Hurricane Ike's impact felt at International Space Station

Sep 12, 2008
Hurricane Ike's impact felt at International Space Station: NASA

Hurricane Ike has delayed the scheduled Friday arrival of a Russian Progress cargo ship at the International Space Station 220 miles above Earth.

The Progress docking was postponed when the space station's control room at NASA's Johnson Space Center in Houston was closed Thursday because of the approaching storm.

Control of the space station was handed to flight controllers at backup facilities near Austin, Texas, and Huntsville, Ala. Because the Mission Control Center in Houston is responsible for commanding many of the station's systems, U.S. and Russian officials agreed to delay the docking.

Russian flight controllers will execute a maneuver to place the Progress spacecraft into a safe orbit away from the station until docking, which is planned for Wednesday, Sept. 17. If Johnson's control center is not restored to full capability for docking, one of the backup facilities may be used to command the station's systems.

Station Commander Sergei Volkov and Flight Engineers Oleg Kononenko and Greg Chamitoff are awaiting the arrival of the cargo ship. The spacecraft is carrying more than 2 tons of supplies, including food and fuel.

Source: NASA

Explore further: SDO captures images of two mid-level flares

add to favorites email to friend print save as pdf

Related Stories

Student science projects explode with rocket

Oct 30, 2014

Eighteen groups of students have lost science projects that were onboard an unmanned rocket that exploded in Virginia after taking off for the International Space Station.

How Titan's haze help us understand life's origins

Aug 25, 2014

Where did life on Earth come from? There are several theories as to what might have happened. Maybe comets came bearing organic material, or life was transported from another planet such as Mars, or something ...

New NASA images highlight US air quality improvement

Jun 26, 2014

Anyone living in a major U.S. city for the past decade may have noticed a change in the air. The change is apparent in new NASA satellite images unveiled this week that demonstrate the reduction of air pollution ...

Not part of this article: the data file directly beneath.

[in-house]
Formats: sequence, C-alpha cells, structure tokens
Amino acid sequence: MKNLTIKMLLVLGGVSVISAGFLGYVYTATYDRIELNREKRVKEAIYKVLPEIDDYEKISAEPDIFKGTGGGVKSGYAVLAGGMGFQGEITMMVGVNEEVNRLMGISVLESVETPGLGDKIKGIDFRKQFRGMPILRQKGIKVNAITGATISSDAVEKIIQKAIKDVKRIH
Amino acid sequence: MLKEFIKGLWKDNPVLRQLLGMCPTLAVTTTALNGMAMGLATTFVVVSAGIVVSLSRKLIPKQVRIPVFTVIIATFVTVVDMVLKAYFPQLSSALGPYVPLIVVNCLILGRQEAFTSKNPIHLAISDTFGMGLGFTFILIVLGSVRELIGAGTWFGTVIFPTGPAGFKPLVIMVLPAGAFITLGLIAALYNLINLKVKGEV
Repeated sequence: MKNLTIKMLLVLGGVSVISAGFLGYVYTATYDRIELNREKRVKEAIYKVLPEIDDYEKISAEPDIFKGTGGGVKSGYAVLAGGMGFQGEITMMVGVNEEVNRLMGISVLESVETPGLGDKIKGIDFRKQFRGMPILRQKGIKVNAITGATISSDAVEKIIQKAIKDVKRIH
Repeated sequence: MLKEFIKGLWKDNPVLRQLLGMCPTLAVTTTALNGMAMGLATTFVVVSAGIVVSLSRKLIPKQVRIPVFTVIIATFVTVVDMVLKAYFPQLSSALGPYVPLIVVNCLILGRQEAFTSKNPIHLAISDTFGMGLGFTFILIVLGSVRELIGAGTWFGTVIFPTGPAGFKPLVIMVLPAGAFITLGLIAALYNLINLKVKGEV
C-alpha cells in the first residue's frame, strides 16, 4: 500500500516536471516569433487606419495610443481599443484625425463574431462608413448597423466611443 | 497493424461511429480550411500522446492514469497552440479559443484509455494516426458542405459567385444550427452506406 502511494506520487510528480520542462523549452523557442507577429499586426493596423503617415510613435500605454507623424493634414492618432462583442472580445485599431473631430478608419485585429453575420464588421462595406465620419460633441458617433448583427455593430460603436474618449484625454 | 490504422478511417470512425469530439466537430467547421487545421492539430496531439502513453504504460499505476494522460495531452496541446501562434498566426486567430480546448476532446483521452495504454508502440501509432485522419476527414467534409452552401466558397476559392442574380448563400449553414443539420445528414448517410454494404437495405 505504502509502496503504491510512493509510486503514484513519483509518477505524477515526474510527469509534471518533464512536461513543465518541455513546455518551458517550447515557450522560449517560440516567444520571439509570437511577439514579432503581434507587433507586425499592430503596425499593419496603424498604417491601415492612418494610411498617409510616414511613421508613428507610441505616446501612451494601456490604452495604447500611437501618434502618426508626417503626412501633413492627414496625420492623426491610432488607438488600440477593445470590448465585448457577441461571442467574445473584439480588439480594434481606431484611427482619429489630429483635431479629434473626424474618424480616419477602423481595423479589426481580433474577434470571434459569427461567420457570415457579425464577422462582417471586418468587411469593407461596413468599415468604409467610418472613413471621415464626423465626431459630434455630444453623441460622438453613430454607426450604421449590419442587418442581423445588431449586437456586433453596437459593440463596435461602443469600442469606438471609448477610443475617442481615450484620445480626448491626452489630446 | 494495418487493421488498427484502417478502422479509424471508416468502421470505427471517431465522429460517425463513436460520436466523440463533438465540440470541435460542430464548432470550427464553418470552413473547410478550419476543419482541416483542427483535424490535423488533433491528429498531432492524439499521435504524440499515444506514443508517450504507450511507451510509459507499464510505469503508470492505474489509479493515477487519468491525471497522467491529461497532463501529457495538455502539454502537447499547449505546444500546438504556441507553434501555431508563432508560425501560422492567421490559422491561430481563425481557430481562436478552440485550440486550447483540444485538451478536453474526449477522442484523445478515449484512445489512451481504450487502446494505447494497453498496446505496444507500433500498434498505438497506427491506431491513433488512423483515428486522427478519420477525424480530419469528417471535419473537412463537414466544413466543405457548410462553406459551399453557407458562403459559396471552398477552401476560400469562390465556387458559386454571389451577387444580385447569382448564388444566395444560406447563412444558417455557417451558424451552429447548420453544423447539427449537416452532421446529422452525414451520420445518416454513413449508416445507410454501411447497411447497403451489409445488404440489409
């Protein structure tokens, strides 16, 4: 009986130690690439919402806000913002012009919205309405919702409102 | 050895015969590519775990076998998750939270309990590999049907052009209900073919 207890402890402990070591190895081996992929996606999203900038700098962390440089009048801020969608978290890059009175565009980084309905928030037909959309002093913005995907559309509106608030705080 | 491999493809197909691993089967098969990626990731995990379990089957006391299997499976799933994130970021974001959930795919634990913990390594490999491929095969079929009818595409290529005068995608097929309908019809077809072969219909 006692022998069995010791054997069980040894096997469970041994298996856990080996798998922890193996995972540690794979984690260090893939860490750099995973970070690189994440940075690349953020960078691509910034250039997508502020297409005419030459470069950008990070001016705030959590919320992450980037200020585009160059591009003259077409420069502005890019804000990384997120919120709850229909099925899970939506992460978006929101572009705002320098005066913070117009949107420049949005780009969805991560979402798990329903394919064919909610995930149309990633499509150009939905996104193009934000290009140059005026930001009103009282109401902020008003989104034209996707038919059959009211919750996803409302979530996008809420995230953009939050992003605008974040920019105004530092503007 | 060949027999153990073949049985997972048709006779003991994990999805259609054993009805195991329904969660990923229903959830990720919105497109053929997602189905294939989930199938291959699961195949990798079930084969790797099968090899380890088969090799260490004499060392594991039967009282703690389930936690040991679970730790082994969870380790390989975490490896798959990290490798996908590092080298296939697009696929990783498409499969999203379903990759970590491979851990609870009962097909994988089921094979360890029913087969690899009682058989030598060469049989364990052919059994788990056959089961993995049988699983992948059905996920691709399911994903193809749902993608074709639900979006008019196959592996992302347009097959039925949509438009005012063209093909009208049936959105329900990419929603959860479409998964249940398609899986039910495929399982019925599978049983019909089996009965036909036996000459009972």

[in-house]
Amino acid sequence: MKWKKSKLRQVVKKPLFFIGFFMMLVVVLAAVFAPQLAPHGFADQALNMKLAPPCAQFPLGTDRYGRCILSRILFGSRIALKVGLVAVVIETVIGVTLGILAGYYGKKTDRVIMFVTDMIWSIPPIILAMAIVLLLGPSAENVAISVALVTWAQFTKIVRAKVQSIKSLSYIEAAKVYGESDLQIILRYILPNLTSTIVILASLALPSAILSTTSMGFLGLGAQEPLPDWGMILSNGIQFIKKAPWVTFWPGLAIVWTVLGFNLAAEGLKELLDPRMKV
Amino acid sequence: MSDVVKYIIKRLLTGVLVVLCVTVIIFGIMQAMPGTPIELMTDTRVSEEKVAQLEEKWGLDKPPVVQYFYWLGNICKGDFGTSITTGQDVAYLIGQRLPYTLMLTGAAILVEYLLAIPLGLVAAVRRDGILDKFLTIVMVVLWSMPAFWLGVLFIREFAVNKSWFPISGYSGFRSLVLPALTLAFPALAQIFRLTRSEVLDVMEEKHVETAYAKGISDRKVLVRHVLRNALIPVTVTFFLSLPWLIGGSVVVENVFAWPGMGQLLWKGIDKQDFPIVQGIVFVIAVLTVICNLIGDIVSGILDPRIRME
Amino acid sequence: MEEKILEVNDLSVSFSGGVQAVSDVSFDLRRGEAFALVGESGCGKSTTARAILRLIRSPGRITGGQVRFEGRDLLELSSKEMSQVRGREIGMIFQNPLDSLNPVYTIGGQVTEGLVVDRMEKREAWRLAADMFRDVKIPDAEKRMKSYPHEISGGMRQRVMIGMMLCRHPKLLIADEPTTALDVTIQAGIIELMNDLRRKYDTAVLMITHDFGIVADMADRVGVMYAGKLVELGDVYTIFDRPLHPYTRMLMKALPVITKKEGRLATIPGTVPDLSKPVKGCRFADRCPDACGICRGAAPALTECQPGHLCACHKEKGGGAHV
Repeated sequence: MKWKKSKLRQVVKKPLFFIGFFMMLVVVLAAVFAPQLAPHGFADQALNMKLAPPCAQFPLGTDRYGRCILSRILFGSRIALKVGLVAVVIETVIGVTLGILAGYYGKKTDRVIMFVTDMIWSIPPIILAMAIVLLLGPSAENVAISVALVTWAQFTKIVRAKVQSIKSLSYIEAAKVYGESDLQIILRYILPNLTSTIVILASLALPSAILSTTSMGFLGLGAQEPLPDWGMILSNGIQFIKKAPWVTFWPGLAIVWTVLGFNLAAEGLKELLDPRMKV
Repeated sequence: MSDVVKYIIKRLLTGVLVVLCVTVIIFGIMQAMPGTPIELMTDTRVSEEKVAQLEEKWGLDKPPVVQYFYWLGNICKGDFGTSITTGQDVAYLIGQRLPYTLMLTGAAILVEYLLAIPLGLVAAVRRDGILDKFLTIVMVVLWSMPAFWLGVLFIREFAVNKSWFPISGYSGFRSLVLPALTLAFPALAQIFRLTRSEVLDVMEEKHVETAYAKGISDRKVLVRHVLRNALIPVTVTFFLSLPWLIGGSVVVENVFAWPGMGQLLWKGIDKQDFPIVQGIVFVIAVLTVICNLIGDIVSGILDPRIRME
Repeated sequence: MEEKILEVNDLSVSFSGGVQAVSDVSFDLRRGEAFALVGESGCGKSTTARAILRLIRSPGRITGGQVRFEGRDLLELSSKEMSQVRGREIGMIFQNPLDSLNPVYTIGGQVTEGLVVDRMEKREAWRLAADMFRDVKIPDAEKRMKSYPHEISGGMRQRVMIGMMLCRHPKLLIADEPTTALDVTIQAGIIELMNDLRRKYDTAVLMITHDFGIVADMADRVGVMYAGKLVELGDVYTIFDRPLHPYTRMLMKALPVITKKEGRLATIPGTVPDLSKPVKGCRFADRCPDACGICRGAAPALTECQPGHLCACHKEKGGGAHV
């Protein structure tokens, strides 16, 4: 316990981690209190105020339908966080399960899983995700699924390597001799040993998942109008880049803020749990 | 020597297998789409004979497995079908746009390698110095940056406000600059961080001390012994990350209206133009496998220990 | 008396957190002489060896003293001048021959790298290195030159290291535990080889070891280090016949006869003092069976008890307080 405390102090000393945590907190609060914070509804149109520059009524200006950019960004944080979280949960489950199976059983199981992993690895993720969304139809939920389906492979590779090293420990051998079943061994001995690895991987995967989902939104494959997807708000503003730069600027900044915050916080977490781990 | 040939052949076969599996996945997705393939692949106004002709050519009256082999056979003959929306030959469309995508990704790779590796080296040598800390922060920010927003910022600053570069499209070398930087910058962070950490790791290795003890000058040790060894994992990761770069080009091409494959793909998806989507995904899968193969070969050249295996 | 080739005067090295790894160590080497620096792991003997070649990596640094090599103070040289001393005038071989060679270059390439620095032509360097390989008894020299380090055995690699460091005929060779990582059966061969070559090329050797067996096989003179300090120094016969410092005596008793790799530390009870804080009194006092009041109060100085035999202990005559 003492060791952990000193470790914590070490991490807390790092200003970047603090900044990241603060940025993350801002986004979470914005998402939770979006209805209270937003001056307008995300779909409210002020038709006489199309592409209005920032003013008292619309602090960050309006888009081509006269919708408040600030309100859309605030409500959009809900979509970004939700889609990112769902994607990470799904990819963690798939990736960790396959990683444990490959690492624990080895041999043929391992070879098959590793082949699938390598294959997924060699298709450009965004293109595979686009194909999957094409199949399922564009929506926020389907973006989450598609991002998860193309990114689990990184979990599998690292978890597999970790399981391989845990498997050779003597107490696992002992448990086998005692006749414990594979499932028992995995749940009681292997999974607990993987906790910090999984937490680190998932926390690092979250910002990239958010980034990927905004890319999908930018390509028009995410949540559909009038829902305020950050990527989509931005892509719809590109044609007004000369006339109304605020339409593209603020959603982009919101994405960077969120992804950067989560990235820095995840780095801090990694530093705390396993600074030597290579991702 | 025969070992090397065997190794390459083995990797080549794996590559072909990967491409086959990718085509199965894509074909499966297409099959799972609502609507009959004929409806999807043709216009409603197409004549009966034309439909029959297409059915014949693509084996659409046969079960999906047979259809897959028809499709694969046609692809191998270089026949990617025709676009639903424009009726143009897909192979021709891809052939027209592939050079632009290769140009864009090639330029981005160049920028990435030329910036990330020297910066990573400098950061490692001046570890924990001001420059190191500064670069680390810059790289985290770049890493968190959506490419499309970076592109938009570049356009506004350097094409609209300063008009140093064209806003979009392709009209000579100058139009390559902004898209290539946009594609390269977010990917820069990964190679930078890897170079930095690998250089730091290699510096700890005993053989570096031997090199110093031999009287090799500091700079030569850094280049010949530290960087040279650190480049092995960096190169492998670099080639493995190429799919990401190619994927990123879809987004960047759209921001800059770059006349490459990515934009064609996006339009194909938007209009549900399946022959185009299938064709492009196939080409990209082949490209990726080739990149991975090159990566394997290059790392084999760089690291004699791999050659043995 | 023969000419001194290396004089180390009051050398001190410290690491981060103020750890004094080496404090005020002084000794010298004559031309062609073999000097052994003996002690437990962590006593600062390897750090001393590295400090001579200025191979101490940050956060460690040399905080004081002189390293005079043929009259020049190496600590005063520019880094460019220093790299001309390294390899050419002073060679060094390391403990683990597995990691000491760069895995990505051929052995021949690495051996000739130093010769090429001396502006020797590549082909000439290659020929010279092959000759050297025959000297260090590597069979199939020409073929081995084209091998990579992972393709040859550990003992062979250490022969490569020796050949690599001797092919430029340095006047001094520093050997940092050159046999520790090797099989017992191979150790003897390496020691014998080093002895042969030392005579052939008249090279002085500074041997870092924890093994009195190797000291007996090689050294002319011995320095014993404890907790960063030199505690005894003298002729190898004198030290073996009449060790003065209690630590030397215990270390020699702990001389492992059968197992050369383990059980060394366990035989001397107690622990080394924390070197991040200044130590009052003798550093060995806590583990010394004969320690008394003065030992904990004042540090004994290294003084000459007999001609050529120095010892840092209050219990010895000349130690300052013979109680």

Recommended for you

SDO captures images of two mid-level flares

3 hours ago

The sun emitted a mid-level flare on Dec. 18, 2014, at 4:58 p.m. EST. NASA's Solar Dynamics Observatory, which watches the sun constantly, captured an image of the event. Solar flares are powerful bursts ...

Why is Venus so horrible?

10 hours ago

Venus sucks. Seriously, it's the worst. The global temperature is as hot as an oven, the atmospheric pressure is 90 times Earth, and it rains sulfuric acid. Every part of the surface of Venus would kill you ...

Image: Christmas wrapping the Sentinel-3A antenna

12 hours ago

The moment a team of technicians, gowned like hospital surgeons, wraps the Sentinel-3A radar altimeter in multilayer insulation to protect it from the temperature extremes found in Earth orbit.

Video: Flying over Becquerel

12 hours ago

This latest release from the camera on ESA's Mars Express is a simulated flight over the Becquerel crater, showing large-scale deposits of sedimentary material.

Spinning up a dust devil on Mars

13 hours ago

Spinning up a dust devil in the thin air of Mars requires a stronger updraft than is needed to create a similar vortex on Earth, according to research at The University of Alabama in Huntsville (UAH).

User comments : 1

Adjust slider to filter visible comments by rank

Display comments: newest first

DoctorKnowledge
2 / 5 (1) Sep 12, 2008
Thank you, big oil, for bankrolling a major NASA center in a place that for decades already had stifling heat and flooding. Huntsville, Alabama? Yah, that was pork barreling, too. Difference is, it's not a marginal community sustained by the happenstance of having one particular natural resource.

Please sign in to add a comment. Registration is free, and takes less than a minute. Read more

Click here to reset your password.
Sign in to get notified via email when new comments are made.